Left to right: Janice Fine, Paula Voos, Elaine Zundl,
By Steve Flamisch
For millions of low-wage earners, paying the rent and putting food on the table depends on what their customers scribble at the bottom of the receipt: the tip.
The law permits employers in 43 states to pay restaurant servers, massage therapists, nail salon attendants, and other tipped workers a subminimum wage. In New Jersey, the suggested rate is $2.13 per hour—less than a quarter of the state’s $8.60 minimum wage. Employers are required to make up the difference if tips fall short, but advocates contend many workers are afraid to come forward.
Jane Fonda, the iconic actor, author, and activist, cannot fathom how people live with such uncertainty.
“There’s no way that you can count on a steady income, know what’s coming in, and budget accordingly,” Fonda said. “Being an actor, I tend to try to put myself in the situation of a person that’s facing this problem and I don’t know how more than 13 million people in the United States survive with that kind of stress.”
Fonda spoke on November 15 at a policy breakfast co-sponsored by the New Jersey Working Families Alliance, Restaurant Opportunities Center United, SMLR’s Center for Women and Work, and SMLR’s Center for Innovation in Worker Organization. Rutgers University-Newark hosted the event.
Noting that two-thirds of tipped workers are women, Fonda drew a link to the prevalence of sexual harassment in the restaurant industry. In a survey of nearly 700 current and former restaurant workers, 90 percent of women told ROC United and Forward Together that they have been sexually harassed at work.
However, in the seven states that do not allow employers to pay a subminimum wage to tipped workers, sexual harassment claims were cut in half.
“That is a very, very significant statistic to put into your pipe and smoke it,” Fonda said. “It really shows the relationship between sexual harassment and pay equity. When women get paid a fair wage, they’re not treated the same and they won’t put up with it if they’re treated badly.”
Fonda voiced support for two bills before the New Jersey Assembly. Britnee Timberlake (D-Essex, Passaic) proposes gradually raising the state’s minimum wage to $15 by 2023, while Shavonda Sumter (D-Bergen, Passaic) proposes applying the minimum wage to tipped workers.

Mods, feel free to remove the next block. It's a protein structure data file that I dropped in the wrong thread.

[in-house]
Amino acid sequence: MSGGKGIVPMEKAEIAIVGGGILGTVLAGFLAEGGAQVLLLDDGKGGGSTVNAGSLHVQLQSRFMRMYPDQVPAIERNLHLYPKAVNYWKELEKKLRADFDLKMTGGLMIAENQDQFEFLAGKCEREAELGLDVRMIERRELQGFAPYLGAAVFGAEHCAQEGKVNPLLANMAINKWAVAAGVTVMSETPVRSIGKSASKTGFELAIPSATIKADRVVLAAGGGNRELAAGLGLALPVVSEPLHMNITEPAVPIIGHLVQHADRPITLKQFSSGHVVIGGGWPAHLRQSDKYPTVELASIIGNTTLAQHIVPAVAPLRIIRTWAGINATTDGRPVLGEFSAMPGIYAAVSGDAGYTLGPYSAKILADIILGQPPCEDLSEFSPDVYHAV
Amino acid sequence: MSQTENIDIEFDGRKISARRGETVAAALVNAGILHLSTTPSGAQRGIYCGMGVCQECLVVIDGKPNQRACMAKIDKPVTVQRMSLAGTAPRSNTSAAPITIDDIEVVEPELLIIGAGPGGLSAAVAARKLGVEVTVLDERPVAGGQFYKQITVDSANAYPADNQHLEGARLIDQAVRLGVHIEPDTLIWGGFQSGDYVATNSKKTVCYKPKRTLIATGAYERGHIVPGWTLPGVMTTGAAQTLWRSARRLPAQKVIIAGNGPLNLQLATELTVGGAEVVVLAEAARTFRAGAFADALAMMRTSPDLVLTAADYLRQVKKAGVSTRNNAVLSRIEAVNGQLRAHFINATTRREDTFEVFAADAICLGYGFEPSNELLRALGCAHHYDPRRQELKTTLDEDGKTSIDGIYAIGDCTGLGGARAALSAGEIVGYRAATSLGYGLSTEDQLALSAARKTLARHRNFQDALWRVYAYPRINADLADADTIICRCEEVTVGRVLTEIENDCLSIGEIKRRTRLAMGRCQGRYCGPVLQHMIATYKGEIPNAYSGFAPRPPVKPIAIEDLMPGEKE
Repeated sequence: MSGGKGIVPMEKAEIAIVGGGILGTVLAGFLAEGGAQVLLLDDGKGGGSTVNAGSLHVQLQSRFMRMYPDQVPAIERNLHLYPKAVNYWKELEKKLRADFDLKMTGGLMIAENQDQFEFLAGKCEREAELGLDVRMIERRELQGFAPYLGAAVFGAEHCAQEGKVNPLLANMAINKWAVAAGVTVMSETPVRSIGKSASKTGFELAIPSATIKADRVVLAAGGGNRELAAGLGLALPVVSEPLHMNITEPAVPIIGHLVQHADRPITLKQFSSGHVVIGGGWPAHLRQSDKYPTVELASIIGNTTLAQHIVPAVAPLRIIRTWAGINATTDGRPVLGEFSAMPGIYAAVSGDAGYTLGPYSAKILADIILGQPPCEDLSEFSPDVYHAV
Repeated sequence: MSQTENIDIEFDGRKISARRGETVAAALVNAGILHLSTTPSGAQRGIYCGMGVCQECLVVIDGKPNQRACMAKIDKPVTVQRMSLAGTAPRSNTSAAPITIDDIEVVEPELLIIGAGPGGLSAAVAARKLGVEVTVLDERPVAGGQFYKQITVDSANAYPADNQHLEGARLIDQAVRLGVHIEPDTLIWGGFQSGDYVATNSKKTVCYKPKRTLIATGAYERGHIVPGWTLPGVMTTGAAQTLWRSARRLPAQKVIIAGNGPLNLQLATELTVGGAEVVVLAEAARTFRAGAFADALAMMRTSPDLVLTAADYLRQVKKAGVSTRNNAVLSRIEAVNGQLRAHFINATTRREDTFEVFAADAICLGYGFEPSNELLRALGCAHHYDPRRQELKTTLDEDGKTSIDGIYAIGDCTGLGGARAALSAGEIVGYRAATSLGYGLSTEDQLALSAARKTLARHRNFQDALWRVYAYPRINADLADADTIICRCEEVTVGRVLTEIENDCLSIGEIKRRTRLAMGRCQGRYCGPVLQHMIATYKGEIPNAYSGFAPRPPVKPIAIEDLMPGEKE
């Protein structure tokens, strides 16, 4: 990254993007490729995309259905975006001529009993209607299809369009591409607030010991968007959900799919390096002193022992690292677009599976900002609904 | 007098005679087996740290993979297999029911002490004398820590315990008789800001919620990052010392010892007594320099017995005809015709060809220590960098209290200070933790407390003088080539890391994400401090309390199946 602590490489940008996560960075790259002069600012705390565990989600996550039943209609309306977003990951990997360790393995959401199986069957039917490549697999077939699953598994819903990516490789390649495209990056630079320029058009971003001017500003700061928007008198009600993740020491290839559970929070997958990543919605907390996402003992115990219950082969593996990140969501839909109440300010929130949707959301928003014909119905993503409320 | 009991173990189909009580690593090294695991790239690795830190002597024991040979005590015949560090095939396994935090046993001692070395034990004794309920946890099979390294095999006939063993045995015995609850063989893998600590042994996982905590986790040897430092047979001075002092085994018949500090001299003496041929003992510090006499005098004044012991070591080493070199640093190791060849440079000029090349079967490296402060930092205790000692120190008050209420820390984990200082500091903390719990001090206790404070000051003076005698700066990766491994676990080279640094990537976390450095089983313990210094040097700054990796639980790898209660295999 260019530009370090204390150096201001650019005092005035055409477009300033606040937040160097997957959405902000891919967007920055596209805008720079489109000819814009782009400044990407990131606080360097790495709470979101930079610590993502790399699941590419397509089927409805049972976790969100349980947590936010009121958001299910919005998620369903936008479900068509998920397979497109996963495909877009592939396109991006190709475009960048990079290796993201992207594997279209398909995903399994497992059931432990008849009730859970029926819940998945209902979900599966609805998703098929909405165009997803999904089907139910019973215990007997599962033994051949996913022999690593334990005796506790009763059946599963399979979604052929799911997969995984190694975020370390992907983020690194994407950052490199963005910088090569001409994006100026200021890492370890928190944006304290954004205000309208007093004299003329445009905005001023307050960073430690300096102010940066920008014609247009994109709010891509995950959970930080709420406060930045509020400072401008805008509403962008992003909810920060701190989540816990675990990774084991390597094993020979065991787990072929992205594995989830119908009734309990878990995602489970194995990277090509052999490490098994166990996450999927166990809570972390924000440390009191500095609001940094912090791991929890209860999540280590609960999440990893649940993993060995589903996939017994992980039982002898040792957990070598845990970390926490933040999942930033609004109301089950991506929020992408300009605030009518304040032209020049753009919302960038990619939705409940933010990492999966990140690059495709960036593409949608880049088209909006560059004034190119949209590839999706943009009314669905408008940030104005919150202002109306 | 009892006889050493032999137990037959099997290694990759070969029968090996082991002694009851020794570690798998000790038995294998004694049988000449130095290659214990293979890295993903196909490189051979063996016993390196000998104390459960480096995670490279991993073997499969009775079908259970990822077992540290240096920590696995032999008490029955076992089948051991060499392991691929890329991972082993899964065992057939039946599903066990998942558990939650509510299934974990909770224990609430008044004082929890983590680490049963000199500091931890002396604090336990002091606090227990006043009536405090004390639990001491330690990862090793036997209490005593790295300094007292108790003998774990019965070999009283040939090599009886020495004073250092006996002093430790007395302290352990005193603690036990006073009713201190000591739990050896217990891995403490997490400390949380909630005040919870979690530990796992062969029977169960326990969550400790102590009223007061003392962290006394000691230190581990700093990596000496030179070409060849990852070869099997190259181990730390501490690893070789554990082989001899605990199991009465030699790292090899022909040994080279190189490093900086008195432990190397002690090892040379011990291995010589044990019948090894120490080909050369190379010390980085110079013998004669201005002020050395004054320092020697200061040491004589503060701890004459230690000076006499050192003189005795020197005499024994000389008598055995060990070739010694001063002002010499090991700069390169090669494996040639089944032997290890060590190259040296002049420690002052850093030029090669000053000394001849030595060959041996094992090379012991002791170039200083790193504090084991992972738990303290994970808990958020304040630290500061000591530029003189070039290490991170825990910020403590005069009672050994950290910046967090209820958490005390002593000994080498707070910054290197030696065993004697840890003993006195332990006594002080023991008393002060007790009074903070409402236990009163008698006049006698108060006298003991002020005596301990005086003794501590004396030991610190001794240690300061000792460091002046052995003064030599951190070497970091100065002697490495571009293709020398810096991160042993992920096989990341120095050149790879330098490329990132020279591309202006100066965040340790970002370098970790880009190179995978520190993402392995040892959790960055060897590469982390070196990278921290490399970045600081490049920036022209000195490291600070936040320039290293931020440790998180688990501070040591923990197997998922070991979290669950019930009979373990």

SMLR’s Center for Women and Work, celebrating its 25th anniversary, studies the impact of pay equity.
“Increases in the minimum wage for all will lead to lead to better outcomes for families,” Debra Lancaster, executive director of the Center for Women and Work, told the audience. “We know that elevating the minimum wage improves child welfare, particularly for young children… [It] can change the trajectory for some of our most vulnerable citizens.”
Paula Voos, an economist and professor of Labor Studies and Employment Relations at SMLR, argued that raising the minimum wage and including tipped workers would benefit New Jersey’s economy.
“My father, who owned a small bar and restaurant, said it best,” Voos told the advocates. “He said, ‘You know, Paula, when the minimum wage goes up, people buy more beer’… Small business can get enormous numbers of new customers by having a fairer wage and a more equal standard of living in New Jersey.”
Fonda, whose character fought for pay equity and women’s rights in the 1980 film “9 to 5,” is encouraged by the number of women both leading and joining the Fight for $15 and One Fair Wage movements; NJWFA’s Analilia Mejia and ROC United’s Saru Jayaraman spoke at the event. And Fonda draws inspiration from the record number of women elected to Congress in 2018.
“Things impact [women] differently, and so it’s just natural and really important that we are in the front, leading these kinds of fights,” Fonda said. “I think it means that we’re going to win.”
For More on This Story
Click here to watch the full event, courtesy of the New Jersey Working Families Alliance.
Click here to watch NJTV’s coverage.
Click here to read TAPinto Newark’s coverage.